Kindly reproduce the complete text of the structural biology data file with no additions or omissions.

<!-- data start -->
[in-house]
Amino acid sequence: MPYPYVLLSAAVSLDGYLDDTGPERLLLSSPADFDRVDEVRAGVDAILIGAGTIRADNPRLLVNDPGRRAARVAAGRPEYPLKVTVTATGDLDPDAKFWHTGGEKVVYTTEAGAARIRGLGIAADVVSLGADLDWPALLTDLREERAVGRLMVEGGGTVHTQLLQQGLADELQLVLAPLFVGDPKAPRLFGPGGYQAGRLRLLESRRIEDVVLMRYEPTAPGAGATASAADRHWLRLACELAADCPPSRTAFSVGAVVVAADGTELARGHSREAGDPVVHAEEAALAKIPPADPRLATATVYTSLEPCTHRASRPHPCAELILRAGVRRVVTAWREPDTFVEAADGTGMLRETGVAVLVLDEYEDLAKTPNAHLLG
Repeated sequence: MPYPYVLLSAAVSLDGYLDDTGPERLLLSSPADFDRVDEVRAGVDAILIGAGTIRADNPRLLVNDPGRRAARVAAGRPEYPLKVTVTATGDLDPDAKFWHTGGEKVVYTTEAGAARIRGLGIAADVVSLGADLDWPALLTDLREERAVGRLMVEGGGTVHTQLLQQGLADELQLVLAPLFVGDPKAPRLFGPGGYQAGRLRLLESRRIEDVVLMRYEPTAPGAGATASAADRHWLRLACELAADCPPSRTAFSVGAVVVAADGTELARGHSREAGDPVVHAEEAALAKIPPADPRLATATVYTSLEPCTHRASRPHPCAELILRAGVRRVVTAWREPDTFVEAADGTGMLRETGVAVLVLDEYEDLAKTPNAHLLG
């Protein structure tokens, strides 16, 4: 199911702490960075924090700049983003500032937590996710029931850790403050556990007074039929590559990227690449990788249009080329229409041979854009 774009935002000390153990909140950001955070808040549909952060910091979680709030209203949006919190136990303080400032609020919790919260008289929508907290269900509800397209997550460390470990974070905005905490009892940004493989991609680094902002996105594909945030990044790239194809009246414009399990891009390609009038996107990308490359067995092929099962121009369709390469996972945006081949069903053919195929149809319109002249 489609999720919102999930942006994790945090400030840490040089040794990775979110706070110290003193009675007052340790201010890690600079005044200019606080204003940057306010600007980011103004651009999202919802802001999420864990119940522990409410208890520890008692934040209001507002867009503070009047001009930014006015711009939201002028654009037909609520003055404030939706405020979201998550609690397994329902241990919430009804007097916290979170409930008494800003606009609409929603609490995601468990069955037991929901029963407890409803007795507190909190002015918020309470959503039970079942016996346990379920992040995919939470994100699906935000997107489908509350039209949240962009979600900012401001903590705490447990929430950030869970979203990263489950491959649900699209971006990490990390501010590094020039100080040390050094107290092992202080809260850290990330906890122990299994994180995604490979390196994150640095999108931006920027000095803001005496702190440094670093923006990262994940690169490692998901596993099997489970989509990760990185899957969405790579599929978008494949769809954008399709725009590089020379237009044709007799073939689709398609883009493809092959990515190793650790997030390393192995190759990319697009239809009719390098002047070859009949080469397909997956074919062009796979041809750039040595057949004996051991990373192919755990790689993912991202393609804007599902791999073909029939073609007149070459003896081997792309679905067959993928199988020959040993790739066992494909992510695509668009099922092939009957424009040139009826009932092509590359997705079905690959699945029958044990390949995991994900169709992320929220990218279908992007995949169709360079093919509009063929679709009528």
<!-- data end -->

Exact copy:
[in-house]
Amino acid sequence: MPYPYVLLSAAVSLDGYLDDTGPERLLLSSPADFDRVDEVRAGVDAILIGAGTIRADNPRLLVNDPGRRAARVAAGRPEYPLKVTVTATGDLDPDAKFWHTGGEKVVYTTEAGAARIRGLGIAADVVSLGADLDWPALLTDLREERAVGRLMVEGGGTVHTQLLQQGLADELQLVLAPLFVGDPKAPRLFGPGGYQAGRLRLLESRRIEDVVLMRYEPTAPGAGATASAADRHWLRLACELAADCPPSRTAFSVGAVVVAADGTELARGHSREAGDPVVHAEEAALAKIPPADPRLATATVYTSLEPCTHRASRPHPCAELILRAGVRRVVTAWREPDTFVEAADGTGMLRETGVAVLVLDEYEDLAKTPNAHLLG
Repeated sequence: MPYPYVLLSAAVSLDGYLDDTGPERLLLSSPADFDRVDEVRAGVDAILIGAGTIRADNPRLLVNDPGRRAARVAAGRPEYPLKVTVTATGDLDPDAKFWHTGGEKVVYTTEAGAARIRGLGIAADVVSLGADLDWPALLTDLREERAVGRLMVEGGGTVHTQLLQQGLADELQLVLAPLFVGDPKAPRLFGPGGYQAGRLRLLESRRIEDVVLMRYEPTAPGAGATASAADRHWLRLACELAADCPPSRTAFSVGAVVVAADGTELARGHSREAGDPVVHAEEAALAKIPPADPRLATATVYTSLEPCTHRASRPHPCAELILRAGVRRVVTAWREPDTFVEAADGTGMLRETGVAVLVLDEYEDLAKTPNAHLLG
């Protein structure tokens, strides 16, 4: 199911702490960075924090700049983003500032937590996710029931850790403050556990007074039929590559990227690449990788249009080329229409041979854009 774009935002000390153990909140950001955070808040549909952060910091979680709030209203949006919190136990303080400032609020919790919260008289929508907290269900509800397209997550460390470990974070905005905490009892940004493989991609680094902002996105594909945030990044790239194809009246414009399990891009390609009038996107990308490359067995092929099962121009369709390469996972945006081949069903053919195929149809319109002249 489609999720919102999930942006994790945090400030840490040089040794990775979110706070110290003193009675007052340790201010890690600079005044200019606080204003940057306010600007980011103004651009999202919802802001999420864990119940522990409410208890520890008692934040209001507002867009503070009047001009930014006015711009939201002028654009037909609520003055404030939706405020979201998550609690397994329902241990919430009804007097916290979170409930008494800003606009609409929603609490995601468990069955037991929901029963407890409803007795507190909190002015918020309470959503039970079942016996346990379920992040995919939470994100699906935000997107489908509350039209949240962009979600900012401001903590705490447990929430950030869970979203990263489950491959649900699209971006990490990390501010590094020039100080040390050094107290092992202080809260850290990330906890122990299994994180995604490979390196994150640095999108931006920027000095803001005496702190440094670093923006990262994940690169490692998901596993099997489970989509990760990185899957969405790579599929978008494949769809954008399709725009590089020379237009044709007799073939689709398609883009493809092959990515190793650790997030390393192995190759990319697009239809009719390098002047070859009949080469397909997956074919062009796979041809750039040595057949004996051991990373192919755990790689993912991202393609804007599902791999073909029939073609007149070459003896081997792309679905067959993928199988020959040993790739066992494909992510695509668009099922092939009957424009040139009826009932092509590359997705079905690959699945029958044990390949995991994900169709992320929220990218279908992007995949169709360079093919509009063929679709009528």